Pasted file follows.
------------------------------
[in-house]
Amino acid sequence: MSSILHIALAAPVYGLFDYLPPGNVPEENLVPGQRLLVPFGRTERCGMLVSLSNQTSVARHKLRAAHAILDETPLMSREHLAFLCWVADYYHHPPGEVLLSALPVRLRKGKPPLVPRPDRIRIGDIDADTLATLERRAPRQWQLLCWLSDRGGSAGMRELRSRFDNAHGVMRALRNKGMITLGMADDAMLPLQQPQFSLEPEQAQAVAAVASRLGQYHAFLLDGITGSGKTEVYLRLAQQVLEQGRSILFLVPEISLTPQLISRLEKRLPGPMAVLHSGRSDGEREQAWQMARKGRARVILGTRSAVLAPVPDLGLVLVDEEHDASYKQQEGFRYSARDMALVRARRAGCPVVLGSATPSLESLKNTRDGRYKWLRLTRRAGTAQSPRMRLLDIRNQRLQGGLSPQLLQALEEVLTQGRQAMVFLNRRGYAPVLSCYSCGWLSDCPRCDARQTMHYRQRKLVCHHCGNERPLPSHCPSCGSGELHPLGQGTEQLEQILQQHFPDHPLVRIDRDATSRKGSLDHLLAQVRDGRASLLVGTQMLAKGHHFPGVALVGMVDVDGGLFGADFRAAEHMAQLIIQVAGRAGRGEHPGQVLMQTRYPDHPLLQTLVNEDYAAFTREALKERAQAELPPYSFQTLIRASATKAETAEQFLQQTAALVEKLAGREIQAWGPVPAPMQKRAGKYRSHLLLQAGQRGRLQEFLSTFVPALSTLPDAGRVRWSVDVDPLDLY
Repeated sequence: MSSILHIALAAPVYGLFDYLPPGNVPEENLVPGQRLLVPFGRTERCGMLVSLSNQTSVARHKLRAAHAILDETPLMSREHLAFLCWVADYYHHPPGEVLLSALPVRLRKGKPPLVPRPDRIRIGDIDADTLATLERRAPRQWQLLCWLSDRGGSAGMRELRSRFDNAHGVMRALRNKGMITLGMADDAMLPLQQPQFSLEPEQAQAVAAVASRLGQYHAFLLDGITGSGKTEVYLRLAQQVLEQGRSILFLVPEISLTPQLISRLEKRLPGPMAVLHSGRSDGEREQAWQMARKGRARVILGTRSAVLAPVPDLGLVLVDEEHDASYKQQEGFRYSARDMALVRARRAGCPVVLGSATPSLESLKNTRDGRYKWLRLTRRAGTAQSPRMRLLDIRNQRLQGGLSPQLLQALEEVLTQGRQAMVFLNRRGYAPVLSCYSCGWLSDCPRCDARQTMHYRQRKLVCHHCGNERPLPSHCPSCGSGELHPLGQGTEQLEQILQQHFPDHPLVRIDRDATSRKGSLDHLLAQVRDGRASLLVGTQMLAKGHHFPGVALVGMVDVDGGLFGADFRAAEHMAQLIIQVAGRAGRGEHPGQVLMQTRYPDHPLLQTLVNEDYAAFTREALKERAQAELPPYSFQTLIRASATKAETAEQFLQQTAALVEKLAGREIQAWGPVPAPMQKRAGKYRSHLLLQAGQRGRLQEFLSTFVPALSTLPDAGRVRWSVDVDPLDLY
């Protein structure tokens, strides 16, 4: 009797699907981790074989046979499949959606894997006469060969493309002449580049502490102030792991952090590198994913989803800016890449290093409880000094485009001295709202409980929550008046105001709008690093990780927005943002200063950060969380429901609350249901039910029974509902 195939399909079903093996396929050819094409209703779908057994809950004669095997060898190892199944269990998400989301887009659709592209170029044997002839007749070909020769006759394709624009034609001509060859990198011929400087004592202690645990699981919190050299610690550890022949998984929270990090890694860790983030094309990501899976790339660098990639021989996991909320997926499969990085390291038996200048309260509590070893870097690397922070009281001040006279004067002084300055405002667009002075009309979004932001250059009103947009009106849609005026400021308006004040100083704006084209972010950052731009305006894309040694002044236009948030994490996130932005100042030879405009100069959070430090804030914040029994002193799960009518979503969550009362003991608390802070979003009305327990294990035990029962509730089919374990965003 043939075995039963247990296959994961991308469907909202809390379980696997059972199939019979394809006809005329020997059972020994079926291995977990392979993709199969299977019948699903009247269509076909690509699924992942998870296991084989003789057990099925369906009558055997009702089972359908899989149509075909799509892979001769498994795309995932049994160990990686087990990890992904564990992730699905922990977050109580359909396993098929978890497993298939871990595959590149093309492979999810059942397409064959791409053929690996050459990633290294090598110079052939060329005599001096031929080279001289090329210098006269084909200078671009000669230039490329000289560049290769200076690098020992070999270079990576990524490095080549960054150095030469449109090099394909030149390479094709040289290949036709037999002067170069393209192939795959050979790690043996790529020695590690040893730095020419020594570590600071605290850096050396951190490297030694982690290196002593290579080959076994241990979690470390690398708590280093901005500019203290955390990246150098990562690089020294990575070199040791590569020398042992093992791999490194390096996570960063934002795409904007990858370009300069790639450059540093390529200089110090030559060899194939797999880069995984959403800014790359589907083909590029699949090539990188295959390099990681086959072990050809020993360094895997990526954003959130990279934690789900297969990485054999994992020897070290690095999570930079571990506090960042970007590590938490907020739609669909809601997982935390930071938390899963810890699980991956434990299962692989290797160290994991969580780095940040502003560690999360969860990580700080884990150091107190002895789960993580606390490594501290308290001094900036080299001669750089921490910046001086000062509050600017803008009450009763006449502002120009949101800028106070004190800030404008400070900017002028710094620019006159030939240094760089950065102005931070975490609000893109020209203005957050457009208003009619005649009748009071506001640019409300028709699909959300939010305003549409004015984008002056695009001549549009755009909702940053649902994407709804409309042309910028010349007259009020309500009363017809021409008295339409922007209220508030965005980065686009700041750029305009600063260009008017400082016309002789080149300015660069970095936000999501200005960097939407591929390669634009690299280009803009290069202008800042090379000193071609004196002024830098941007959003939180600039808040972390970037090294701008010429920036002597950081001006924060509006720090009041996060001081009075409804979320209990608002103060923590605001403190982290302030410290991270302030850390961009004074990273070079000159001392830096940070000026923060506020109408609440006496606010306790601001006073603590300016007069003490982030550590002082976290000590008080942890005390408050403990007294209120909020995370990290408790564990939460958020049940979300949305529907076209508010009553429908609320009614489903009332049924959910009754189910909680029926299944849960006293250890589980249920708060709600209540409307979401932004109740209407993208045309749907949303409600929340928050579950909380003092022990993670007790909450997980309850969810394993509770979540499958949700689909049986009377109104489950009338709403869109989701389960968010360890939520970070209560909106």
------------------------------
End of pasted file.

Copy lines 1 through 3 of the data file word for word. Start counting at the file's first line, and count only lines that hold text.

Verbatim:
[in-house]
Amino acid sequence: MSSILHIALAAPVYGLFDYLPPGNVPEENLVPGQRLLVPFGRTERCGMLVSLSNQTSVARHKLRAAHAILDETPLMSREHLAFLCWVADYYHHPPGEVLLSALPVRLRKGKPPLVPRPDRIRIGDIDADTLATLERRAPRQWQLLCWLSDRGGSAGMRELRSRFDNAHGVMRALRNKGMITLGMADDAMLPLQQPQFSLEPEQAQAVAAVASRLGQYHAFLLDGITGSGKTEVYLRLAQQVLEQGRSILFLVPEISLTPQLISRLEKRLPGPMAVLHSGRSDGEREQAWQMARKGRARVILGTRSAVLAPVPDLGLVLVDEEHDASYKQQEGFRYSARDMALVRARRAGCPVVLGSATPSLESLKNTRDGRYKWLRLTRRAGTAQSPRMRLLDIRNQRLQGGLSPQLLQALEEVLTQGRQAMVFLNRRGYAPVLSCYSCGWLSDCPRCDARQTMHYRQRKLVCHHCGNERPLPSHCPSCGSGELHPLGQGTEQLEQILQQHFPDHPLVRIDRDATSRKGSLDHLLAQVRDGRASLLVGTQMLAKGHHFPGVALVGMVDVDGGLFGADFRAAEHMAQLIIQVAGRAGRGEHPGQVLMQTRYPDHPLLQTLVNEDYAAFTREALKERAQAELPPYSFQTLIRASATKAETAEQFLQQTAALVEKLAGREIQAWGPVPAPMQKRAGKYRSHLLLQAGQRGRLQEFLSTFVPALSTLPDAGRVRWSVDVDPLDLY
Repeated sequence: MSSILHIALAAPVYGLFDYLPPGNVPEENLVPGQRLLVPFGRTERCGMLVSLSNQTSVARHKLRAAHAILDETPLMSREHLAFLCWVADYYHHPPGEVLLSALPVRLRKGKPPLVPRPDRIRIGDIDADTLATLERRAPRQWQLLCWLSDRGGSAGMRELRSRFDNAHGVMRALRNKGMITLGMADDAMLPLQQPQFSLEPEQAQAVAAVASRLGQYHAFLLDGITGSGKTEVYLRLAQQVLEQGRSILFLVPEISLTPQLISRLEKRLPGPMAVLHSGRSDGEREQAWQMARKGRARVILGTRSAVLAPVPDLGLVLVDEEHDASYKQQEGFRYSARDMALVRARRAGCPVVLGSATPSLESLKNTRDGRYKWLRLTRRAGTAQSPRMRLLDIRNQRLQGGLSPQLLQALEEVLTQGRQAMVFLNRRGYAPVLSCYSCGWLSDCPRCDARQTMHYRQRKLVCHHCGNERPLPSHCPSCGSGELHPLGQGTEQLEQILQQHFPDHPLVRIDRDATSRKGSLDHLLAQVRDGRASLLVGTQMLAKGHHFPGVALVGMVDVDGGLFGADFRAAEHMAQLIIQVAGRAGRGEHPGQVLMQTRYPDHPLLQTLVNEDYAAFTREALKERAQAELPPYSFQTLIRASATKAETAEQFLQQTAALVEKLAGREIQAWGPVPAPMQKRAGKYRSHLLLQAGQRGRLQEFLSTFVPALSTLPDAGRVRWSVDVDPLDLY